ACM SIGSPATIAL, the International Conference on Advances in Geographic Information Systems, has come and gone. I wasn't able to make the trip to attend, but Xin Chen generously spent some time to teach me a few of the insights that he shared with the crowd in his keynote: "HD Live Maps for Automated Driving: An AI Approach".
Xin, what's your role with HERE?
I am an engineering director in the Highly Automated Driving division. I lead the "HD Perception" team focused on automating HD live map product creation by developing state-of-the-art machine learning and 3D technologies.
How long have you been working in the field on Automated Driving?
I have worked at HERE since completing my doctorate at Notre Dame 12 years ago. I have worked in the Highly Automated Driving (HAD) division since it was formed a few years ago. Before HAD, I worked in the Research organization and transitioned to Platform and Core Map organizations each for a couple of years.
To prepare you for this field, what did you study while at Notre Dame?
I did my Master's and PhD in Computer Science and Engineering.
They had a pretty good football season this year didn't they?
Yeah, ND was in the playoffs with a perfect regular season! I went to the ND-Stanford and ND-Northwestern games this year with my wife Maria, who is also an alum. We have five ND degrees between us!
HD Live Maps
Looking at your Keynote title, for somebody that's not familiar with the term, what do you mean by HD Live Maps? How is that different from normal navigation maps that we use everyday to get from A to B?
Traditional navigation maps contain road topology, road centerline geometry, and road-level attributes. These traditional maps are referred to as a Road Model -- one of the three layers in HD maps.
Another layer in HD maps is the HD Lane Model, which contains lane topology data and lane-level geometry and attributes at centimeter level precision. The third layer coined the HD Localization Model include various features to support localization strategies to pin point a self-driving car to the exact lane and longitudinal location on an HD map. Essentially, we add two additional map layers to the Road Model layer available in a traditional map -- HD Lane Model and HD Localization Model -- resulting in much richer and more precise content.
The HERE HD Live Map is a cloud-based service comprised of various tiled mapping layers that are highly accurate and continuously updated to support connected ADAS and highly or fully automated driving solutions.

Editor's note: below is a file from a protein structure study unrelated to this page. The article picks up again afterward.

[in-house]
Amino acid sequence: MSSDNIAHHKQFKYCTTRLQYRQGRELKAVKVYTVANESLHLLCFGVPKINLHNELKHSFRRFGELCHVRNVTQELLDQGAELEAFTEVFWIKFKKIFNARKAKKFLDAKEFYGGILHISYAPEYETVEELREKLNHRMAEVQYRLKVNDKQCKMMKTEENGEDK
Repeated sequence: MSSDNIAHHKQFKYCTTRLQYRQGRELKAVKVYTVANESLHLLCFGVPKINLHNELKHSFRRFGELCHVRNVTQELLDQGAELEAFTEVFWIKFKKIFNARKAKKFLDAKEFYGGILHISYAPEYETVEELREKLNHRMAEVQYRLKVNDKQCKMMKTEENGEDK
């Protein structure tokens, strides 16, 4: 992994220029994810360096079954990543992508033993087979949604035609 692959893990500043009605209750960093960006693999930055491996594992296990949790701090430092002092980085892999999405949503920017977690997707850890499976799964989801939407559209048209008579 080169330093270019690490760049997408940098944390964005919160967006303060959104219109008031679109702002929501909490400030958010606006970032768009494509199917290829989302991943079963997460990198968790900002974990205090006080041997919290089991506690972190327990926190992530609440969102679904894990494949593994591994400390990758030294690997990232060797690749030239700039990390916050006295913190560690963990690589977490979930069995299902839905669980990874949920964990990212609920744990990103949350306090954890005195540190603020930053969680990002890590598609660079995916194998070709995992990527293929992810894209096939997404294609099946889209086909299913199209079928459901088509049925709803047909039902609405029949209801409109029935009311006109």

How does having an HD Map help a self-driving car? Wouldn't computer vision be enough? A human driver travels to new places without an HD map.
HD maps save human lives. Sensors and Artificial Intelligence are never perfect and make mistakes which cost lives. HD maps can mitigate risk by reducing the margin for error. HD maps assist in planning beyond the sensor range. HD maps also enhance sensor and AI capability to understand the environment, especially in uncommon and harsh conditions. Most automated driving solutions recognize HD maps as the hub of key components of sensing, perception, and planning. To use rich HD map information the car also needs to precisely pin point itself on the map and it needs localization. GPS-based solution sometimes has errors of a few meters which could be well beyond a lane width. By matching real time car perception and the HD map it can greatly enhance the localization accuracy.
How do we make HD maps? What are some of the challenges?
To make centimeter level high precision and high accuracy maps on a global scale and keep them constantly up to date is technically challenging and expensive. HD maps have never been successfully deployed before on a large scale so we are pioneers in the space, working closely with our customers and partners to iterate on integrating HD maps in automated driving systems.
The cost to collect data, manage data, develop software (algorithms, tooling, pipeline, process), operate production is prohibitive for many. We have to have a scalable production solution so that we don't break the bank. High accuracy, global coverage, near real-time freshness, production scalability and map interoperability are common challenges.
Wait, how can a map be interoperable?
Interoperability means one HD maps rules all. Either the HD map content or the production platform can be adopted by heterogeneous automated driving solutions and by different customers/partners. It is not realistic to custom build an HD map for each automated driving solution or each customer/partner as there are too many of them and most are still in R&D stage with software and hardware evolving rapidly.